In the case stylized as City of Austin v. Reagan National Advertising of Texas, Reagan and Lamar Advantage Outdoor Advertising, two of the biggest billboard companies in the country, wanted to convert their old billboards into new digital billboards that flash various images.
Those requests, made in 2017, were denied by city officials under the auspices of a decades-old law that prohibits “off-premises signs,” billboards advertising something that isn’t on or related to the property where the sign is located. There are, of course, some “off-premises” billboards in Austin–placed along highways–but those signs were grandfathered in when the regulation was originally passed.
The advertisers sued. A district court signed off on the ordinance. The conservative U.S. Court of Appeals for the Fifth Circuit ruled for the companies based on a unanimous 2015 Supreme Court ruling that rejected, on First Amendment grounds, an Arizona town’s efforts to clamp down on targeted directional signs for non-profit events. Austin then filed a petition for writ of certiorari with the nation’s high court.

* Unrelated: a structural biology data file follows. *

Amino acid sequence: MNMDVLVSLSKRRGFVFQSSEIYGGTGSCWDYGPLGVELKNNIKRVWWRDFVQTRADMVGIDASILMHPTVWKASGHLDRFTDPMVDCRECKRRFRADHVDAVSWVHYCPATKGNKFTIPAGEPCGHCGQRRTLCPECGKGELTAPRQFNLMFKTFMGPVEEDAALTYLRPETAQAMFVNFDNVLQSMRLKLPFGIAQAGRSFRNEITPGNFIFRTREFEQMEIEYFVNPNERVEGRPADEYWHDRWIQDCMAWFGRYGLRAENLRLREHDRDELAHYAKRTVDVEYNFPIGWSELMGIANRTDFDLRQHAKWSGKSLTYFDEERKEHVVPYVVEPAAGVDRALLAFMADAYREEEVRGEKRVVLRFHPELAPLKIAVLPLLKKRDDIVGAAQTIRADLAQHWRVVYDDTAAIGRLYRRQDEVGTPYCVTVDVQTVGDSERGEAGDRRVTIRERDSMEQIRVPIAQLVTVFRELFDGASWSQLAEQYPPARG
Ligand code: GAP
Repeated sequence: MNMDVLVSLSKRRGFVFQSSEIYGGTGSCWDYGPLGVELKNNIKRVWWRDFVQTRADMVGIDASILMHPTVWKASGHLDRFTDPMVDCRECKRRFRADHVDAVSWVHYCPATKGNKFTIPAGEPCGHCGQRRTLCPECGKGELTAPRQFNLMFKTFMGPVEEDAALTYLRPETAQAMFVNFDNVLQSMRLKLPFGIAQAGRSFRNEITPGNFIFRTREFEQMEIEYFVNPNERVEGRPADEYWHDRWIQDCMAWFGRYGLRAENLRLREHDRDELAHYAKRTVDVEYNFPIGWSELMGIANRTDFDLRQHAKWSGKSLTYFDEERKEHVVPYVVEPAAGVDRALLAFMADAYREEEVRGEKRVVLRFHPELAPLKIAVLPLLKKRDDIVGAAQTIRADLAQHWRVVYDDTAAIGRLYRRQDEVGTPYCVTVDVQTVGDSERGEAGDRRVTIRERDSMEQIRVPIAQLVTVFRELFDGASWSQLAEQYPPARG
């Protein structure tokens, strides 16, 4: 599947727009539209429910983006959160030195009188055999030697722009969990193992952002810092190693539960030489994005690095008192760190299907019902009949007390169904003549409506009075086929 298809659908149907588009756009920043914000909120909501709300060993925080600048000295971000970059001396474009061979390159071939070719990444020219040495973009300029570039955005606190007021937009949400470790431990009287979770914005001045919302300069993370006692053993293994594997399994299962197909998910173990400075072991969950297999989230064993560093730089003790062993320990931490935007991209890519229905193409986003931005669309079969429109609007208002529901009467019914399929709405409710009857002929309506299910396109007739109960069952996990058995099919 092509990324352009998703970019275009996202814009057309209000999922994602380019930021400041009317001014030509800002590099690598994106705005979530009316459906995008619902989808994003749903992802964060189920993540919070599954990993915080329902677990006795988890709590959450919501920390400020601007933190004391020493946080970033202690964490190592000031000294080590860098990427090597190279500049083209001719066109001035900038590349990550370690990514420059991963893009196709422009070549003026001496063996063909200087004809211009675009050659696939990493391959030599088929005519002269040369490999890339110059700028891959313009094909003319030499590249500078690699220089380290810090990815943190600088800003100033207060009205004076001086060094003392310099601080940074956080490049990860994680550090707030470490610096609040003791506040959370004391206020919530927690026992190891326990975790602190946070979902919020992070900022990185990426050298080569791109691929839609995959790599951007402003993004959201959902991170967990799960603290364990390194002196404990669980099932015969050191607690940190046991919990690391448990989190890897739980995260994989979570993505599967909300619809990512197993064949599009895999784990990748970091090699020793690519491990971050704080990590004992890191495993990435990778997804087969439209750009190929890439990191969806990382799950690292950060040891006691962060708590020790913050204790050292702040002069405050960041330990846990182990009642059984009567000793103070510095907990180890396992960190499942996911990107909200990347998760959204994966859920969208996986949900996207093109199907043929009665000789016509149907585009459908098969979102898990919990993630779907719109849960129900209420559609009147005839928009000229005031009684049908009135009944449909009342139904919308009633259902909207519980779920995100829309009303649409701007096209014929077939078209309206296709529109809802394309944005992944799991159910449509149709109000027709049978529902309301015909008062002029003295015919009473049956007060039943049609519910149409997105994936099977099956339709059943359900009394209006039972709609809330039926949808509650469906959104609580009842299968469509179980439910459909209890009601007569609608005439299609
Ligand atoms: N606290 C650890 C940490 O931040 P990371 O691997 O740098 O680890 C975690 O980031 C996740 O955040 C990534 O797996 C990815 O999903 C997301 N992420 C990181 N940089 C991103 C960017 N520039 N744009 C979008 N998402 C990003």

In that prior case, stylized as Reed v. Town of Gilbert, the nine justices rejected a scheme by Gilbert, Az. that specifically–and aggressively–targeted directional signs advertising events placed by non-profits.
In their briefs and during oral argument, the two sign companies, echoing the Fifth Circuit’s analysis, complained that Austin’s restrictions are content-based and unconstitutional on their face because a government official has to read any given sign to determine whether or not the sign advertises something “off-premises.”
Writing for a 6-3 court, concerning the specific facts relevant to the case, Justice Sonia Sotomayor rejected the sign companies’ complaints and allowed Austin’s regulation against digital sign conversion to stand for “off-premises” signs.
Notably, under Austin’s longstanding ordinance, existing analogue on-premises signs can be converted into digital signs.
Justice Samuel Alito concurred in the judgment but rejected the broader rule adopted by the court on Thursday–which is why some media outlets have reported the decision as 5-4.
“The City represents, and respondents have not disputed, that ‘tens of thousands of municipalities nationwide’ have adopted analogous on-/off-premises distinctions in their sign codes,” the majority opinion notes. “The City of Austin is one such municipality. The City distinguishes between on-premises and off-premises signs in its sign code, and specially regulates the latter, in order to ‘protect the aesthetic value of the city and to protect public safety.'”